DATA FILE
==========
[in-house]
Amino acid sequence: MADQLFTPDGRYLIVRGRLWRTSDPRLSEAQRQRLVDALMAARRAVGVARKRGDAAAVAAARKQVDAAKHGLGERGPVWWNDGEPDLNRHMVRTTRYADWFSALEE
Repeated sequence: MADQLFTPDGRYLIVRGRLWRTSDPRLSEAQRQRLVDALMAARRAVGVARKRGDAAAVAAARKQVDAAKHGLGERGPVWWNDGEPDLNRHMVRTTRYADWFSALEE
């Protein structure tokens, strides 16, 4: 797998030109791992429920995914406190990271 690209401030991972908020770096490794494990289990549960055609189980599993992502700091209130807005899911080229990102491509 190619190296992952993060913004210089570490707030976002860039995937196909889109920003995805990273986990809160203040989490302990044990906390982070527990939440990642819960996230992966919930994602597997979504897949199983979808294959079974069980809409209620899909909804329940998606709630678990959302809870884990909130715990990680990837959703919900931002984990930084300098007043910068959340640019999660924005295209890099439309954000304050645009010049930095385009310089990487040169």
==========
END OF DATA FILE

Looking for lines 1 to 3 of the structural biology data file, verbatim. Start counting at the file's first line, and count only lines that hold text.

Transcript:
[in-house]
Amino acid sequence: MADQLFTPDGRYLIVRGRLWRTSDPRLSEAQRQRLVDALMAARRAVGVARKRGDAAAVAAARKQVDAAKHGLGERGPVWWNDGEPDLNRHMVRTTRYADWFSALEE
Repeated sequence: MADQLFTPDGRYLIVRGRLWRTSDPRLSEAQRQRLVDALMAARRAVGVARKRGDAAAVAAARKQVDAAKHGLGERGPVWWNDGEPDLNRHMVRTTRYADWFSALEE